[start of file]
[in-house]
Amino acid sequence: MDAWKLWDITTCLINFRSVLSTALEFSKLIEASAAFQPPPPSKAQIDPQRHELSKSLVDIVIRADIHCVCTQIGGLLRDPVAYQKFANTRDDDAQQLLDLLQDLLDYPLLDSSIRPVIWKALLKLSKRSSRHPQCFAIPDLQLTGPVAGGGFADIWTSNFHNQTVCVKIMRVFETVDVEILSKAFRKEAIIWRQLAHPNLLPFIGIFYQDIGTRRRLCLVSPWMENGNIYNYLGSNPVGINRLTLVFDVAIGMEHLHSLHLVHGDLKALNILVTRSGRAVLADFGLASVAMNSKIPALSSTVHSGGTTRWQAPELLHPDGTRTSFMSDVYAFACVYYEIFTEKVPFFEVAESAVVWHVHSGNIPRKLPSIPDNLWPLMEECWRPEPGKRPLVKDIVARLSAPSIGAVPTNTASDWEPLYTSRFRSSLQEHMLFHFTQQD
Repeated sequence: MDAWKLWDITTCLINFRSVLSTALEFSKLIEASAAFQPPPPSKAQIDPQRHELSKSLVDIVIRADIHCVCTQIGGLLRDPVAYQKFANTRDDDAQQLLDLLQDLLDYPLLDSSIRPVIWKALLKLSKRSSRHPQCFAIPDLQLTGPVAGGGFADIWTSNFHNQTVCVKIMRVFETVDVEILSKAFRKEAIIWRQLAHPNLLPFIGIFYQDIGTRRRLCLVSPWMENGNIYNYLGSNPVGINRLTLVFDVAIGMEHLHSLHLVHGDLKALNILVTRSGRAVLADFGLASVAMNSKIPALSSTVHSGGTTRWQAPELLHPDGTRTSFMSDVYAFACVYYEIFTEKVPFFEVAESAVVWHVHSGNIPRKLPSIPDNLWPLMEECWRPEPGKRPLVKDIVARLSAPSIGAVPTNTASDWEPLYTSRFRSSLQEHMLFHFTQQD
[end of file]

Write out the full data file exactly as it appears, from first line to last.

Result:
[in-house]
Amino acid sequence: MDAWKLWDITTCLINFRSVLSTALEFSKLIEASAAFQPPPPSKAQIDPQRHELSKSLVDIVIRADIHCVCTQIGGLLRDPVAYQKFANTRDDDAQQLLDLLQDLLDYPLLDSSIRPVIWKALLKLSKRSSRHPQCFAIPDLQLTGPVAGGGFADIWTSNFHNQTVCVKIMRVFETVDVEILSKAFRKEAIIWRQLAHPNLLPFIGIFYQDIGTRRRLCLVSPWMENGNIYNYLGSNPVGINRLTLVFDVAIGMEHLHSLHLVHGDLKALNILVTRSGRAVLADFGLASVAMNSKIPALSSTVHSGGTTRWQAPELLHPDGTRTSFMSDVYAFACVYYEIFTEKVPFFEVAESAVVWHVHSGNIPRKLPSIPDNLWPLMEECWRPEPGKRPLVKDIVARLSAPSIGAVPTNTASDWEPLYTSRFRSSLQEHMLFHFTQQD
Repeated sequence: MDAWKLWDITTCLINFRSVLSTALEFSKLIEASAAFQPPPPSKAQIDPQRHELSKSLVDIVIRADIHCVCTQIGGLLRDPVAYQKFANTRDDDAQQLLDLLQDLLDYPLLDSSIRPVIWKALLKLSKRSSRHPQCFAIPDLQLTGPVAGGGFADIWTSNFHNQTVCVKIMRVFETVDVEILSKAFRKEAIIWRQLAHPNLLPFIGIFYQDIGTRRRLCLVSPWMENGNIYNYLGSNPVGINRLTLVFDVAIGMEHLHSLHLVHGDLKALNILVTRSGRAVLADFGLASVAMNSKIPALSSTVHSGGTTRWQAPELLHPDGTRTSFMSDVYAFACVYYEIFTEKVPFFEVAESAVVWHVHSGNIPRKLPSIPDNLWPLMEECWRPEPGKRPLVKDIVARLSAPSIGAVPTNTASDWEPLYTSRFRSSLQEHMLFHFTQQD